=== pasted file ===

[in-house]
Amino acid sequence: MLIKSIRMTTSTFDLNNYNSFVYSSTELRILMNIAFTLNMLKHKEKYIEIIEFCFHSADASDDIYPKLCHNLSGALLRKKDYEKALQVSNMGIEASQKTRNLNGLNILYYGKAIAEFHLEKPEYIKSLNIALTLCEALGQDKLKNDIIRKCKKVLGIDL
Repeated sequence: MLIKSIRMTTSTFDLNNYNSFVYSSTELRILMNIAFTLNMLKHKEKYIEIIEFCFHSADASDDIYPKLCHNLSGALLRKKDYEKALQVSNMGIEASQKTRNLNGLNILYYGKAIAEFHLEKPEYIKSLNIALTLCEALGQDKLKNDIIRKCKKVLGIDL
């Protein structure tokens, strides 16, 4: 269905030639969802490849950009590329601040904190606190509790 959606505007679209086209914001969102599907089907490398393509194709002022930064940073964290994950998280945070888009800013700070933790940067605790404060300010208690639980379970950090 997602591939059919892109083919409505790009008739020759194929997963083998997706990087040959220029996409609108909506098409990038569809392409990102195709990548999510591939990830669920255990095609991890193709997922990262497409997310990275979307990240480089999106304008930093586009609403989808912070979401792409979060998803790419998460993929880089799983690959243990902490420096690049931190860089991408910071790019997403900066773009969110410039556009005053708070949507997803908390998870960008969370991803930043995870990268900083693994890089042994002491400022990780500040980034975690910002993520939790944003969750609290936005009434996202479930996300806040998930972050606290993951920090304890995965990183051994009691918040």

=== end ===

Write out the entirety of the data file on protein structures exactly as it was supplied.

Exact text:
[in-house]
Amino acid sequence: MLIKSIRMTTSTFDLNNYNSFVYSSTELRILMNIAFTLNMLKHKEKYIEIIEFCFHSADASDDIYPKLCHNLSGALLRKKDYEKALQVSNMGIEASQKTRNLNGLNILYYGKAIAEFHLEKPEYIKSLNIALTLCEALGQDKLKNDIIRKCKKVLGIDL
Repeated sequence: MLIKSIRMTTSTFDLNNYNSFVYSSTELRILMNIAFTLNMLKHKEKYIEIIEFCFHSADASDDIYPKLCHNLSGALLRKKDYEKALQVSNMGIEASQKTRNLNGLNILYYGKAIAEFHLEKPEYIKSLNIALTLCEALGQDKLKNDIIRKCKKVLGIDL
């Protein structure tokens, strides 16, 4: 269905030639969802490849950009590329601040904190606190509790 959606505007679209086209914001969102599907089907490398393509194709002022930064940073964290994950998280945070888009800013700070933790940067605790404060300010208690639980379970950090 997602591939059919892109083919409505790009008739020759194929997963083998997706990087040959220029996409609108909506098409990038569809392409990102195709990548999510591939990830669920255990095609991890193709997922990262497409997310990275979307990240480089999106304008930093586009609403989808912070979401792409979060998803790419998460993929880089799983690959243990902490420096690049931190860089991408910071790019997403900066773009969110410039556009005053708070949507997803908390998870960008969370991803930043995870990268900083693994890089042994002491400022990780500040980034975690910002993520939790944003969750609290936005009434996202479930996300806040998930972050606290993951920090304890995965990183051994009691918040």